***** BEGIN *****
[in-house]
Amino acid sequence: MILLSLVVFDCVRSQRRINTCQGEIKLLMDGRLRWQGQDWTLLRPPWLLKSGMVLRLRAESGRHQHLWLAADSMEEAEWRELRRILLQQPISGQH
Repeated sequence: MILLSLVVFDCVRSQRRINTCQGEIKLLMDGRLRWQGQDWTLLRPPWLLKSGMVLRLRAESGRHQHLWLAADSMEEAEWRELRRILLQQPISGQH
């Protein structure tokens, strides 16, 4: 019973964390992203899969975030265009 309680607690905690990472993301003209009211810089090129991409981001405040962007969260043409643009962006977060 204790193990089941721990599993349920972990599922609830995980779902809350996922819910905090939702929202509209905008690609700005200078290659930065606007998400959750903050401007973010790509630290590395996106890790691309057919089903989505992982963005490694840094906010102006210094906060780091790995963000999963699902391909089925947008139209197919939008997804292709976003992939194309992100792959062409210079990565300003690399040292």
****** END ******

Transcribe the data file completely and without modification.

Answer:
[in-house]
Amino acid sequence: MILLSLVVFDCVRSQRRINTCQGEIKLLMDGRLRWQGQDWTLLRPPWLLKSGMVLRLRAESGRHQHLWLAADSMEEAEWRELRRILLQQPISGQH
Repeated sequence: MILLSLVVFDCVRSQRRINTCQGEIKLLMDGRLRWQGQDWTLLRPPWLLKSGMVLRLRAESGRHQHLWLAADSMEEAEWRELRRILLQQPISGQH
């Protein structure tokens, strides 16, 4: 019973964390992203899969975030265009 309680607690905690990472993301003209009211810089090129991409981001405040962007969260043409643009962006977060 204790193990089941721990599993349920972990599922609830995980779902809350996922819910905090939702929202509209905008690609700005200078290659930065606007998400959750903050401007973010790509630290590395996106890790691309057919089903989505992982963005490694840094906010102006210094906060780091790995963000999963699902391909089925947008139209197919939008997804292709976003992939194309992100792959062409210079990565300003690399040292």